WHY IS IT CALLED BIG SIS LITTLE DISH?
This blog was started by my younger half-sister, Silvi, in July of 2010 as a way for us to share and store recipes and food stories. The idea was that it would be a way for us to continue to cook together even though we live on opposite ends of the continent.
WHO WRITES THIS BLOG?
My name is Erin K Orr. I spent my early childhood in Canada on the farms of my loving Irish and Estonian grandparents. I moved to Hawaii at age 9, when my young, free-spirited mother married my adventurous step dad who had sailed to Maui on his boat. I have now lived in New York City for about 20 years and I am a professional puppeteer, storyteller and freelance arts educator. I am married to a Tennessee man with strong family connections to India. I have no formal training as a cook, but I have spent a ridiculous amount of my life thinking about and preparing food.
WHAT ABOUT THE LITTLE SIS?
Silvi lives in Vancouver and is making artisanal chocolate, working on an organic farm,
studying to become an engineer, singing in an Estonian Choir and doing burlesque. She still posts very occasionally. I highly recommend her posts on how to make experimental economical vegetable stock, advice on how to improvise a stir fry and how to cook the wild plantain or myrtle berries that you might have growing in your yard.
I’ve decided that Big Sis little Dish is still good name for the blog, even though my little sister does not post so often anymore. I am still a big sister, and I still want to use this blog as a way honour food memories and create community through food with whoever wants to come to the table.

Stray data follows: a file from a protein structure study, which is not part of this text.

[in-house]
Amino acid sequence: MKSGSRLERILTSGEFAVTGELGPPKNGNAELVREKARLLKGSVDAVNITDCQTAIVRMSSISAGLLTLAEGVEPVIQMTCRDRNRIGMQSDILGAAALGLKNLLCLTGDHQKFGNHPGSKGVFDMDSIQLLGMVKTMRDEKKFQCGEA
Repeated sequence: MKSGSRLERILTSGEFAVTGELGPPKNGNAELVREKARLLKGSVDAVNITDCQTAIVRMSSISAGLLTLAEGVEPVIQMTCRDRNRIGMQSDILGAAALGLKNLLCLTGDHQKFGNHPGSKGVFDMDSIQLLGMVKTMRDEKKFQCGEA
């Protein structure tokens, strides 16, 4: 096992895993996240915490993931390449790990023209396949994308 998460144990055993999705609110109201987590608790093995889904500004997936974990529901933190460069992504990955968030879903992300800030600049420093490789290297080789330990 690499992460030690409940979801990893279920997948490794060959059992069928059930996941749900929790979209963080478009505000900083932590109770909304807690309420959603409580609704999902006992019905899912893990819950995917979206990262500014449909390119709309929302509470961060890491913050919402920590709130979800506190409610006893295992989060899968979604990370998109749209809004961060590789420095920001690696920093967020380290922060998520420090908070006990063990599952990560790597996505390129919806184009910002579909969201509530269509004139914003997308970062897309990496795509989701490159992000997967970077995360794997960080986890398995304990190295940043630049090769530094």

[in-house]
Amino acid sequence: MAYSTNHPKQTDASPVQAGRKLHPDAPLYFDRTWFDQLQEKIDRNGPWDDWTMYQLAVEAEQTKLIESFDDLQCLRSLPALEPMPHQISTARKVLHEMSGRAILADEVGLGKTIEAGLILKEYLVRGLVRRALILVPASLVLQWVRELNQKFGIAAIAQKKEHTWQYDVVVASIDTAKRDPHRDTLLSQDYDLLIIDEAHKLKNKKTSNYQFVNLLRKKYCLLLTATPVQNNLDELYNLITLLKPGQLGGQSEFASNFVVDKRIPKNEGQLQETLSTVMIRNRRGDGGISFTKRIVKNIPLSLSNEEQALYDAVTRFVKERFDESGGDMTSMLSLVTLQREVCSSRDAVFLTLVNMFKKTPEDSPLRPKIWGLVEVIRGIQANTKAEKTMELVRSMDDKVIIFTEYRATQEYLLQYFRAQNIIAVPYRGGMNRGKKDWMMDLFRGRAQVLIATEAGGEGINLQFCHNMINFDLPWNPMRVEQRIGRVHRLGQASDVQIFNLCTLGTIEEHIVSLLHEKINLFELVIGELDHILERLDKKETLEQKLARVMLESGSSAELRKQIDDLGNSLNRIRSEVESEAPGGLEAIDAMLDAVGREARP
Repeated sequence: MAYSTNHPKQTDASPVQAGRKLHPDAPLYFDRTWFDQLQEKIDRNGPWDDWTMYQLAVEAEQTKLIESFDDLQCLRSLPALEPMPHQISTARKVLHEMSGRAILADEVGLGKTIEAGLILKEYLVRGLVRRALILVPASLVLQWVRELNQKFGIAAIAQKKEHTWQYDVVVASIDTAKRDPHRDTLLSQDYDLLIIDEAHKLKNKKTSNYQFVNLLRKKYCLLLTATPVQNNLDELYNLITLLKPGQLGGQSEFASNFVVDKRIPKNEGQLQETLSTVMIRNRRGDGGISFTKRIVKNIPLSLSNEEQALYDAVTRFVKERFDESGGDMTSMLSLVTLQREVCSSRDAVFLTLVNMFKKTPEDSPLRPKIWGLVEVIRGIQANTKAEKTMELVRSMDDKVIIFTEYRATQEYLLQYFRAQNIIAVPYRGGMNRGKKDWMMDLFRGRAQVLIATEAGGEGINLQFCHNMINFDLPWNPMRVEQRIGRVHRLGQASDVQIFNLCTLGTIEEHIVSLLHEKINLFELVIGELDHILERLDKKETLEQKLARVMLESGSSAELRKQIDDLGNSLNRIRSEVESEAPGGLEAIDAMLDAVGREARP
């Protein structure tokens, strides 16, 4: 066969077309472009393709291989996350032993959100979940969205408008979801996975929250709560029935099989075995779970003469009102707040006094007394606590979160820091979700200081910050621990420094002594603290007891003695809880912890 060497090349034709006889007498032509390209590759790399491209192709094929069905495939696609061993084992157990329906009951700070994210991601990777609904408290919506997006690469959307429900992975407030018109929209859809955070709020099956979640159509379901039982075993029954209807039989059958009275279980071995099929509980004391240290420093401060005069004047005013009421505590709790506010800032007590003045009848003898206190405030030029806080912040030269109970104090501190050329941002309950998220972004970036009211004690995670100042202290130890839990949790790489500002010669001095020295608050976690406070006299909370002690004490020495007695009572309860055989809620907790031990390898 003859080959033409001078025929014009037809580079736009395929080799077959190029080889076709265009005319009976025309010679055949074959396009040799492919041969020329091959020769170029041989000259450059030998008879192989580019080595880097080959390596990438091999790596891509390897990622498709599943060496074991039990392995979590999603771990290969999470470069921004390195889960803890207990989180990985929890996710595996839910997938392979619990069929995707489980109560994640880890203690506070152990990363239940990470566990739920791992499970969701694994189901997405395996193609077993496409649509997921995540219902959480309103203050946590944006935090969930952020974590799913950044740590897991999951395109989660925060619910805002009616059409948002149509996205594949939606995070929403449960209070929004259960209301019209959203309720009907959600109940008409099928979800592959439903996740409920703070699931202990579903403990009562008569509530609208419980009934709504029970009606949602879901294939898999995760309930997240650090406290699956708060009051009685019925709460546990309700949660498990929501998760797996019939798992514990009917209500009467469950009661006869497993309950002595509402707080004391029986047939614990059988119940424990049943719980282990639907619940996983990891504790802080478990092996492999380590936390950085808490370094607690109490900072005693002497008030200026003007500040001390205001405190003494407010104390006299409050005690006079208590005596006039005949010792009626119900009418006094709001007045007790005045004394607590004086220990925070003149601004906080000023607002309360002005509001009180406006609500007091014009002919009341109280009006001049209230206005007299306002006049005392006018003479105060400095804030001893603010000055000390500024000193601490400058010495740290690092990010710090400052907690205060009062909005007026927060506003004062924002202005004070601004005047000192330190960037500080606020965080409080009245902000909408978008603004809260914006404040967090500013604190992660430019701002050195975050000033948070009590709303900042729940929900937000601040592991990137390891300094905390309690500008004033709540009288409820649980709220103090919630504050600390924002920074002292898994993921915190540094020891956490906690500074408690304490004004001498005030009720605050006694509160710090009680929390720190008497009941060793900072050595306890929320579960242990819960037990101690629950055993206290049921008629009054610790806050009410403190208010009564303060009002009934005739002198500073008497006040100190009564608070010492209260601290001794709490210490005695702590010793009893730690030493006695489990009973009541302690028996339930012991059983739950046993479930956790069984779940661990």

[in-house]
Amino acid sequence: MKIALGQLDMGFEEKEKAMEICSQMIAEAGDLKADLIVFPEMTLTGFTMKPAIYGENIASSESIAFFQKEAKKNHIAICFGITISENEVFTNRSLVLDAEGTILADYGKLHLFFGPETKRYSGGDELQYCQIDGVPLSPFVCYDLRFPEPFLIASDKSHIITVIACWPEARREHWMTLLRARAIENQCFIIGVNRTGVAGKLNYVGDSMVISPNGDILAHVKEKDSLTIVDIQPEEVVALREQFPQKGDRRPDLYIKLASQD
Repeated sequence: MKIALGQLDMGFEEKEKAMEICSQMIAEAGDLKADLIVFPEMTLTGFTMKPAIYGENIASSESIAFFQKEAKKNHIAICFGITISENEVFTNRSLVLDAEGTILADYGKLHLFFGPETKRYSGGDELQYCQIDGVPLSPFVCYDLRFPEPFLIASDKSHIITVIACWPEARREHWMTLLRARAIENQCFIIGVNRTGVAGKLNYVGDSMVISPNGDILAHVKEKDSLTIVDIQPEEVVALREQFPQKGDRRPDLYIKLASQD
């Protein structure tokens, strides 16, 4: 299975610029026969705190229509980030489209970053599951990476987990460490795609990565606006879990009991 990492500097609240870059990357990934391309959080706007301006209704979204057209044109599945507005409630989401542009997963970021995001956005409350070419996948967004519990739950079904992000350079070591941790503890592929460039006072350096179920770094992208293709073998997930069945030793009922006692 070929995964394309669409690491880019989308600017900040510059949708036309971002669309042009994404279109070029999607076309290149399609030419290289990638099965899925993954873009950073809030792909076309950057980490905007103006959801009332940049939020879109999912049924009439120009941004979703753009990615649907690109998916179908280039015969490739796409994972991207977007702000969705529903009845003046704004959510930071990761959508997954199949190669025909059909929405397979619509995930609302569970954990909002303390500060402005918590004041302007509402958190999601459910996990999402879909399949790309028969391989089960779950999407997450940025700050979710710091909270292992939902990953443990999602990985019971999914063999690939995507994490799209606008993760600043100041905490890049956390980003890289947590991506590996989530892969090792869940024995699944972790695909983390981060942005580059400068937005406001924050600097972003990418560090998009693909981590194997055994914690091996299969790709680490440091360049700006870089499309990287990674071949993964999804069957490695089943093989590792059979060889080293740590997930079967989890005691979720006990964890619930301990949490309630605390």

WHAT IS THE STORY WITH ALL THESE RECIPES?
Through writing this blog, I have discovered that I love to write about how the preparation and eating of food evokes memories, creates connection to place and builds community. On this blog you will find…
Many childhood food memories and family recipes…
- The guilty pleasures of Hawaii public school lunch (Pineapple Ham Pizza)
- The complications and gifts of being “raised by a village” (Oat Cookies That Embrace Complexity)
- The many magical qualities of my Estonian Grandma (In Search of Magical Estonian Apple Cake/ Rosolje/ Vegetable Soup with Goat Milk Broth and Dumplings)
- Tales of my dashing Irish Grandpa (How to make a Hot Toddy/ Buckwheat Pancakes)
- How my Maternal Grandmother taught me to love sour and bittersweet food and the smell of roses (Rhubarb Chutney/ Bittersweet Side Dish/ Fresh Nectarine Tart with a Buckwheat Crust and Rosewater Glaze)
- My personal culinary food hero, my Aunt Mona (The Best Ginger Cake/Bean Salad/ Classic Carrot Cake….really way too many recipes to list here)
- Culinary Adventures with my parents (My Mother’s Amazing Crab Dip/ Glamourous Key Lime Pie/ Tomato Cognac Soup)
Tales of eating in places far and near…
- Estonia (Fruit Fool in Tartu, Potato soup in Tallinn, Open faced sandwiches on Hiiumaa)
- Taiwan (Tea houses and Black Sesame and Lemon Tea Cake, Night Markets and Dumplings, Black Sesame Ginger Shortbread)
- Bulgaria (Ajvar)
- Spain (Salmorejo)
- Tennessee (Succotash)
- India (Sangeeta’s Butter Chicken)
- British Columbia (Salmon a la Ieva, Sockeye Salmon with Blackberries and Leeks, Dark Linzertorte with Blackberries, Blackberry, Apple, Plum Cobbler, Blackberry Ginger Gin Cocktail, Blackberry Beet Borscht, Blueberry Cocktail)
- On the road in the USA (Camper Honeymoon Cookery, Road Trip Peach Corn Salsa)